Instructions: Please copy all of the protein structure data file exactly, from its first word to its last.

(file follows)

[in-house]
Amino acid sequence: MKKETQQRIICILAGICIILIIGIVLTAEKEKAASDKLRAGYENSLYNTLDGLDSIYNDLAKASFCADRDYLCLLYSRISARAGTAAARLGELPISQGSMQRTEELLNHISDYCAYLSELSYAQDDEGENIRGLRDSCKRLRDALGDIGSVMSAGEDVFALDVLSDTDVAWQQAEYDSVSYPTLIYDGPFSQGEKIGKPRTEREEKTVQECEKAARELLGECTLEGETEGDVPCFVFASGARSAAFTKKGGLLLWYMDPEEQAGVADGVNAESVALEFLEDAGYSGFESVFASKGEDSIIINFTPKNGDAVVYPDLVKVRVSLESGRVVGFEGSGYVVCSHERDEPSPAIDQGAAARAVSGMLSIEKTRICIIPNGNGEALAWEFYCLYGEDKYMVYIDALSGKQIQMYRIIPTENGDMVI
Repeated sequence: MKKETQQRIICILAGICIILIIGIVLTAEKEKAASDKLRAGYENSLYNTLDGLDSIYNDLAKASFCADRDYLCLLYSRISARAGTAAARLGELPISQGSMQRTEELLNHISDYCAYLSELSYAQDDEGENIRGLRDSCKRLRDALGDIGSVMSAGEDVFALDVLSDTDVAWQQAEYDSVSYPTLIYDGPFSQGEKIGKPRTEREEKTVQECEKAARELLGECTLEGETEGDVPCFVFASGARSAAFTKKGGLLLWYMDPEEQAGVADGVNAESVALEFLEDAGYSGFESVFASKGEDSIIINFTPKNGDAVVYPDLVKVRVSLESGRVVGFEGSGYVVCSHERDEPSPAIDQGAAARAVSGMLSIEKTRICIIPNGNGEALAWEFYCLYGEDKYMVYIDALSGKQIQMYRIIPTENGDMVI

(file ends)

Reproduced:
[in-house]
Amino acid sequence: MKKETQQRIICILAGICIILIIGIVLTAEKEKAASDKLRAGYENSLYNTLDGLDSIYNDLAKASFCADRDYLCLLYSRISARAGTAAARLGELPISQGSMQRTEELLNHISDYCAYLSELSYAQDDEGENIRGLRDSCKRLRDALGDIGSVMSAGEDVFALDVLSDTDVAWQQAEYDSVSYPTLIYDGPFSQGEKIGKPRTEREEKTVQECEKAARELLGECTLEGETEGDVPCFVFASGARSAAFTKKGGLLLWYMDPEEQAGVADGVNAESVALEFLEDAGYSGFESVFASKGEDSIIINFTPKNGDAVVYPDLVKVRVSLESGRVVGFEGSGYVVCSHERDEPSPAIDQGAAARAVSGMLSIEKTRICIIPNGNGEALAWEFYCLYGEDKYMVYIDALSGKQIQMYRIIPTENGDMVI
Repeated sequence: MKKETQQRIICILAGICIILIIGIVLTAEKEKAASDKLRAGYENSLYNTLDGLDSIYNDLAKASFCADRDYLCLLYSRISARAGTAAARLGELPISQGSMQRTEELLNHISDYCAYLSELSYAQDDEGENIRGLRDSCKRLRDALGDIGSVMSAGEDVFALDVLSDTDVAWQQAEYDSVSYPTLIYDGPFSQGEKIGKPRTEREEKTVQECEKAARELLGECTLEGETEGDVPCFVFASGARSAAFTKKGGLLLWYMDPEEQAGVADGVNAESVALEFLEDAGYSGFESVFASKGEDSIIINFTPKNGDAVVYPDLVKVRVSLESGRVVGFEGSGYVVCSHERDEPSPAIDQGAAARAVSGMLSIEKTRICIIPNGNGEALAWEFYCLYGEDKYMVYIDALSGKQIQMYRIIPTENGDMVI